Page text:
Jews Offering New Alternatives to Homosexuality (JONAH) was launched by Arthur Abba Goldberg, father of a gay son
JEWS Offering New Alternatives to Homosexuality (JONAH) was started in 1999 by Goldberg, above, after was found guilty in 1989 of numerous felonies in multiple jurisdictions. The charges ranged from federal mail and wire fraud to conspiracy counts as a result of a bogus bond writing scheme. He served an 18-month sentence and was fined $400,000, later reduced to $100,000 on appeal.
After leaving prison Goldberg started another scam, launching JONAH after his son came out as gay. He authored a book, Light in the Closet: Torah, Homosexuality, and the Power to Change and also appointed himself President of Positive Alternatives to Homosexuality (PATH).
Goldberg soon found himself in trouble again when, in 2012 JONAH was sued by several former clients and their parents for touting a service that does not exist: changing a person’s sexual orientation or gender identity.
The plaintiffs won a $3.5 million verdict in 2015. But, in a private agreement, that number was reduced and JONAH agreed to dissolve and stop practicing conversion therapy.
However, a couple of years later, Goldberg and fellow conversion therapists were found to have reinvented themselves as the “Jewish Institute for Global Awareness” and were still offering gay “cures.”.
As a consequence, a court in 2019 reinstated the $3.5 million judgment. JONAH appealed, but a court in New Jersey tossed the appeal last week.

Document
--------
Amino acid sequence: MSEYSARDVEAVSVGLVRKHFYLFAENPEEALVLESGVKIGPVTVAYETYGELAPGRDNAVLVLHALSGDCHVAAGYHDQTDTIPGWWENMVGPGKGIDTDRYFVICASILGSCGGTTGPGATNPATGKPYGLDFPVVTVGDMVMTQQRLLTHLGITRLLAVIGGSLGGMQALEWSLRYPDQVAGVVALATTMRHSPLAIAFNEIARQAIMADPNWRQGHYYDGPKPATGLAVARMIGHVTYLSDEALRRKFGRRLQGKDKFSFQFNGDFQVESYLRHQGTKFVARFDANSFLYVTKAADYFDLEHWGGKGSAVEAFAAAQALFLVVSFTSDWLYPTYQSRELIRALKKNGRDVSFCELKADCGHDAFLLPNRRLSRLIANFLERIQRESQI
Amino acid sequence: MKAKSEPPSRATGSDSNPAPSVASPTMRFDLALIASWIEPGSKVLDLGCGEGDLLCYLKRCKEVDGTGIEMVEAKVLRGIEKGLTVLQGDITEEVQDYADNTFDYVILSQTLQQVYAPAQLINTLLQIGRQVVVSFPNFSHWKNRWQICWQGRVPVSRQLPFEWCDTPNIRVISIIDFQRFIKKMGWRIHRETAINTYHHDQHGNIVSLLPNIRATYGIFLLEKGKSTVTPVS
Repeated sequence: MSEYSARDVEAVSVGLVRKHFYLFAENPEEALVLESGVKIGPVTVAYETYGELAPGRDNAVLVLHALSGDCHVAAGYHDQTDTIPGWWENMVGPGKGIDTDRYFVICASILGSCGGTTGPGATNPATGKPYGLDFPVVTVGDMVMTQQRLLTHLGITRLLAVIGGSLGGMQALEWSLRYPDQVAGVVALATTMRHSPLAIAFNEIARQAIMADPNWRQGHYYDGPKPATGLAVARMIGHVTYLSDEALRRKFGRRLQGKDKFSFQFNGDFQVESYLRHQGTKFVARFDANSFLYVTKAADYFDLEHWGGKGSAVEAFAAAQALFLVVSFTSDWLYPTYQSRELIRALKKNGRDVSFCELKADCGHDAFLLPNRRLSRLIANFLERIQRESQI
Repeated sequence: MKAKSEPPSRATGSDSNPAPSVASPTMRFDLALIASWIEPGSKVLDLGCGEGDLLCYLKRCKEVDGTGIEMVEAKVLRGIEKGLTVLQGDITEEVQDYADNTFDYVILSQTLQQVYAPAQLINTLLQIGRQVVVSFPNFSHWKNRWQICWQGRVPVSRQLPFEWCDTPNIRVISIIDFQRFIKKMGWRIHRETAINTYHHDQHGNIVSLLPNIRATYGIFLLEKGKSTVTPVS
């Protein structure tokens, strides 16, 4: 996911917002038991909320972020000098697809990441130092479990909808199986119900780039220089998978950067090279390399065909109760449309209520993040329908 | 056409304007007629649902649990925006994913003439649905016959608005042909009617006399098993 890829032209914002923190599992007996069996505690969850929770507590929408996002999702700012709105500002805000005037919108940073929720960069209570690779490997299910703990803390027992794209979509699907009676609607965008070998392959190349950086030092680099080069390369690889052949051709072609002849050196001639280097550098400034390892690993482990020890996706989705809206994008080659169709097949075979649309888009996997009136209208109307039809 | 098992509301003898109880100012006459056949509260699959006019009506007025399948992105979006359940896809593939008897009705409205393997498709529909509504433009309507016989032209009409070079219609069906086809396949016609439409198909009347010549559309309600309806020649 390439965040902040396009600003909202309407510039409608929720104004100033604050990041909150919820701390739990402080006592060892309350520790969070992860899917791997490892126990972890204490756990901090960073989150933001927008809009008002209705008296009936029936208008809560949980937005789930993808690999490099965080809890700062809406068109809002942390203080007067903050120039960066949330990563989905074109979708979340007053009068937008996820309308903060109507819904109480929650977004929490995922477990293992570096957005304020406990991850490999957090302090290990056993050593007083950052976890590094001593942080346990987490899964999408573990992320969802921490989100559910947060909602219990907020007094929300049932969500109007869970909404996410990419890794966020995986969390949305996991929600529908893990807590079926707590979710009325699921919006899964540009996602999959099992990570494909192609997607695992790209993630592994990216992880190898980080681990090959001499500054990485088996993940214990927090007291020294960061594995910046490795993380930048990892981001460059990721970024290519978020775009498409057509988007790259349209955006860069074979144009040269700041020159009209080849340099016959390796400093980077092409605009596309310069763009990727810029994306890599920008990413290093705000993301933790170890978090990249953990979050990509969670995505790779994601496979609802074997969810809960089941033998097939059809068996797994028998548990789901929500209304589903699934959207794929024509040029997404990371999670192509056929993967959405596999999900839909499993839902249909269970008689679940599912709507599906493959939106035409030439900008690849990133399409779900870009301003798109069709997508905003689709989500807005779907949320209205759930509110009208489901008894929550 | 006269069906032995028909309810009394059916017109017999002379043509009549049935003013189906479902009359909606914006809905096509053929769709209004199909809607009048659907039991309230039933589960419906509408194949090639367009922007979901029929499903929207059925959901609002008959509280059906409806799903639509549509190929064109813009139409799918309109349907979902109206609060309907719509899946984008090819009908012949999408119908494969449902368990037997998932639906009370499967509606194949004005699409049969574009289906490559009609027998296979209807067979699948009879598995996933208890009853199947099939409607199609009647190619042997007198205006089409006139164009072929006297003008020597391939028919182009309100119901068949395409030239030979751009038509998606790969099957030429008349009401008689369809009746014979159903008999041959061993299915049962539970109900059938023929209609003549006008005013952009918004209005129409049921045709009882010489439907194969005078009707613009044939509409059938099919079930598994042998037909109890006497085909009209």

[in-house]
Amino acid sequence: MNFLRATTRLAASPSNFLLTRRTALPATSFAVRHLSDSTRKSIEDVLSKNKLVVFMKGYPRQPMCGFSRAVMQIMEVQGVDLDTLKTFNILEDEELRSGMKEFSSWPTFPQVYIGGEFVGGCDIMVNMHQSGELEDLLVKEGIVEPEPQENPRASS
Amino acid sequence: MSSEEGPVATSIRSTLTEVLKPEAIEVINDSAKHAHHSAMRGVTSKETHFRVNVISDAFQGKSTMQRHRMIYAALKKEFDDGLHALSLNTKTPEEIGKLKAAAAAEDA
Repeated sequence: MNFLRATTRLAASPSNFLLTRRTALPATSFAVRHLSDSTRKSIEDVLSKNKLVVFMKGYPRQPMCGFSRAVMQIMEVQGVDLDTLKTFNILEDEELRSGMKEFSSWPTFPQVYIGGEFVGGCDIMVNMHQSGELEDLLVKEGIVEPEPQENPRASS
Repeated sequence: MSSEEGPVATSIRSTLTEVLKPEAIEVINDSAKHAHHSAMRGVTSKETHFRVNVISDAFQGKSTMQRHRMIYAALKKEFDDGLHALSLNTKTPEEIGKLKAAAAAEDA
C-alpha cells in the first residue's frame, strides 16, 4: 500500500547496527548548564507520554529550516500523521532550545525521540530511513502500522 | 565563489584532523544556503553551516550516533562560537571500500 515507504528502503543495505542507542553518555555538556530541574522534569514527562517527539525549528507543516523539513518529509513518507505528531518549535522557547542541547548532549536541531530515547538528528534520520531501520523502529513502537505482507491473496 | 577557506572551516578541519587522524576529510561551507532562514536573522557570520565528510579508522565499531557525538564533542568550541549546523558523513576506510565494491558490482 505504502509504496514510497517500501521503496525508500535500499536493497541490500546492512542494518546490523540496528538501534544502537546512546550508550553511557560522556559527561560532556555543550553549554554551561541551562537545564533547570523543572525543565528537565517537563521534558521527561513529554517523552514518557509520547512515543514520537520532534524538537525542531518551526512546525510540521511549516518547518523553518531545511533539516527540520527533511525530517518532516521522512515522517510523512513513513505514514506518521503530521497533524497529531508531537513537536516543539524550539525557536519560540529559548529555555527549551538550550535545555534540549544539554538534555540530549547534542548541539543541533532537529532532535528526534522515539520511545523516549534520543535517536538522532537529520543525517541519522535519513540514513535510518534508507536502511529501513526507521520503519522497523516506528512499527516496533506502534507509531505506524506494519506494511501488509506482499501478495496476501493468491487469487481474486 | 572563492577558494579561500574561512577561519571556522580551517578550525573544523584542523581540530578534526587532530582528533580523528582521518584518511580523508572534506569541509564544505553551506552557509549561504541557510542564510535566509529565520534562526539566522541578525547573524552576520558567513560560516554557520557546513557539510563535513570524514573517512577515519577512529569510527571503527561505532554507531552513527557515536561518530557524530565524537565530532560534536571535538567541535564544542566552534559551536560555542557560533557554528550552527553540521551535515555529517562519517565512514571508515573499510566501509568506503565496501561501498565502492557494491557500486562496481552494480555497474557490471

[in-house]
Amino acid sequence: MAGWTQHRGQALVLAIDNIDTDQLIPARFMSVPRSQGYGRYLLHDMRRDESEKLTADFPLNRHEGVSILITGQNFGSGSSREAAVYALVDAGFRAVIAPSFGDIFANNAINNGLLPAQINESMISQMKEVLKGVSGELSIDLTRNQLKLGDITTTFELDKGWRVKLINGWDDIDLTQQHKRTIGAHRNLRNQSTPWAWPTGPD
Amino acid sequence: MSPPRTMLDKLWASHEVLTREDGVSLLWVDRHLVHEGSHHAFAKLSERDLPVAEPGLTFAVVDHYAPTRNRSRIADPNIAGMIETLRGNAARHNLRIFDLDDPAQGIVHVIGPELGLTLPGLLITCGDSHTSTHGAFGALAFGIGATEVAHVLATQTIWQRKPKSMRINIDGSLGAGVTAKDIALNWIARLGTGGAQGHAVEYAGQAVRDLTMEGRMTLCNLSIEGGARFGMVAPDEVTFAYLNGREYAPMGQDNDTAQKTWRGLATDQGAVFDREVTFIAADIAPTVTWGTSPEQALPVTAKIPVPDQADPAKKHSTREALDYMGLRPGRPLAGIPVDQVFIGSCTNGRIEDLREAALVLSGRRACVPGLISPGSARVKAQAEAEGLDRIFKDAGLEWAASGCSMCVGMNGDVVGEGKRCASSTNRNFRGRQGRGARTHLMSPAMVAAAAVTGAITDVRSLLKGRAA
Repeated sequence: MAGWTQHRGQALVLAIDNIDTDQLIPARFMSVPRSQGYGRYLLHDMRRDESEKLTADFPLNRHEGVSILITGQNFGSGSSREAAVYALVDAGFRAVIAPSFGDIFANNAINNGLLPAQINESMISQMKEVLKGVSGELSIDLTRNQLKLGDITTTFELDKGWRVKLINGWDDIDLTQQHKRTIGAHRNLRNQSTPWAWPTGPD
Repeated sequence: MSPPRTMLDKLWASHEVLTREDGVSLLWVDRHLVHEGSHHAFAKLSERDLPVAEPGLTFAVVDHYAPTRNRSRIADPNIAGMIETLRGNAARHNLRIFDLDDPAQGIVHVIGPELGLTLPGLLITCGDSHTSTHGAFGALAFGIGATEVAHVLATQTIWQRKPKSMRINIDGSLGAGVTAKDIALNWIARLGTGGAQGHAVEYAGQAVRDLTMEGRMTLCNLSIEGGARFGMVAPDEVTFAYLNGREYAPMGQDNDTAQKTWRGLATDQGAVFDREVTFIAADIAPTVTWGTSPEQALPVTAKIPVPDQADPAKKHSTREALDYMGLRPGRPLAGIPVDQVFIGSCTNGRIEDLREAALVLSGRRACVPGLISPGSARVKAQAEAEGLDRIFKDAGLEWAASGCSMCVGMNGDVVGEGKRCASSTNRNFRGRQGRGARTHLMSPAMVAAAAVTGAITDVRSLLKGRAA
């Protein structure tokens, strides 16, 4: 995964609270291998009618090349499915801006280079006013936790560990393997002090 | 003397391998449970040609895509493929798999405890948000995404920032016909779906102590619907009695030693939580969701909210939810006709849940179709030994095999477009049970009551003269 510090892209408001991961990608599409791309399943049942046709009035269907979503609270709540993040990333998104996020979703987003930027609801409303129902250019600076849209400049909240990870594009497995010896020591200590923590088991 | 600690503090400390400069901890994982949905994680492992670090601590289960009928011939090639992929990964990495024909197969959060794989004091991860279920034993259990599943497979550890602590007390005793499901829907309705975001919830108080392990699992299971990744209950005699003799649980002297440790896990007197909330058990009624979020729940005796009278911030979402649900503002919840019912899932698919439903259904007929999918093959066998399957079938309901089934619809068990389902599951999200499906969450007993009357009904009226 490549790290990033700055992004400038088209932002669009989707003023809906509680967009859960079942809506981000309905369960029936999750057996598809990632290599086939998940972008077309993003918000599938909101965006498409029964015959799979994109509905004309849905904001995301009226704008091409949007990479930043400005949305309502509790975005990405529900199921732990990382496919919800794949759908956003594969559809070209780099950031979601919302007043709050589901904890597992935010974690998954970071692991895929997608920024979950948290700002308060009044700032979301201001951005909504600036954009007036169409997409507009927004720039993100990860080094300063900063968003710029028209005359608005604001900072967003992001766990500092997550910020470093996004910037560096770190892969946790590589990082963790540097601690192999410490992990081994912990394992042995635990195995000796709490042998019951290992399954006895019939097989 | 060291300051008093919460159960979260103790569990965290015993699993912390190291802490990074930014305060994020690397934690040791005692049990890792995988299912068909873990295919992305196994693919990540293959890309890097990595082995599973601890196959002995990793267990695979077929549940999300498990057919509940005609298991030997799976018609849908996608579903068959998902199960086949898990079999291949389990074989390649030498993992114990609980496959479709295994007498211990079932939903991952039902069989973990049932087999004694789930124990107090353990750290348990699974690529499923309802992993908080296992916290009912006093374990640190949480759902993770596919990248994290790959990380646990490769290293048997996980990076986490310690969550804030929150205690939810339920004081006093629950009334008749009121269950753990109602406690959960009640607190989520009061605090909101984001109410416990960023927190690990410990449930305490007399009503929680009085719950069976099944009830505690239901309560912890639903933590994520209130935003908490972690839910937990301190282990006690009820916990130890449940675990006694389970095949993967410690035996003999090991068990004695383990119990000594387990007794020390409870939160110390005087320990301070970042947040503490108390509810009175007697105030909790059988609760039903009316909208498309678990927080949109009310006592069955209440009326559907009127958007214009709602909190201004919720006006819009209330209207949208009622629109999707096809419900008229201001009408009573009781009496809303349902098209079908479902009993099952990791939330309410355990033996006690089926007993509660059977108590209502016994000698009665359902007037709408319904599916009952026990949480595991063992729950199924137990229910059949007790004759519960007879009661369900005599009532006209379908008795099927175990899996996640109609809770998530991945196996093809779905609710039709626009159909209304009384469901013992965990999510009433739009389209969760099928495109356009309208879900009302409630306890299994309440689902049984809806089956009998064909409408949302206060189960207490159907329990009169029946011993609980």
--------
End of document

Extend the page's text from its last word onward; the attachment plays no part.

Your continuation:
Said attorney Thomas Kessler, who represented the plaintiffs alongside the Southern Poverty Law Center in Ferguson v. JONAH:
The message today’s decision sends is conversion therapy is every bit as dangerous, harmful and illegal as it was when we won our jury verdict.
Michael Laffey, who represented JONAH and its owners, said that the ruling this week contained “errors” and his clients are “considering their options” when it comes to a possible appeal.
Since the 2013 lawsuit started, New Jersey passed a conversion therapy ban. But Ferguson v. JONAH shows that conversion therapy bans aren’t enough to stop the harmful practice.
Like all conversion therapy bans in the US, New Jersey’s only covers minors, and many of JONAH’s clients were adults. Moreover, their staff members weren’t licensed therapists or mental health professionals; they called themselves “life coaches,” putting them outside the authority of state licensing boards.
At the 2015 trial, former clients like plaintiff Chaim Levin testified about JONAH’s bizarre practices.
Levin said that men were forced to strip naked in front of mirrors and abuse their own bodies and beat pillows, representing their mothers, with tennis rackets.
He and others said that they had to shower naked together and then engage in activities like putting on a blindfold while others shouted slurs like “faggot,” “homo,” “pussy,” and “queer” at them. He said that they were told to reenact their own births by wiggling out of blankets, again naked.
Clients were also made to cuddle with other men to learn about “healthy touch” as slow music played. Sometimes they were encouraged to cuddle with older male volunteers to receive “Golden Father Energy.”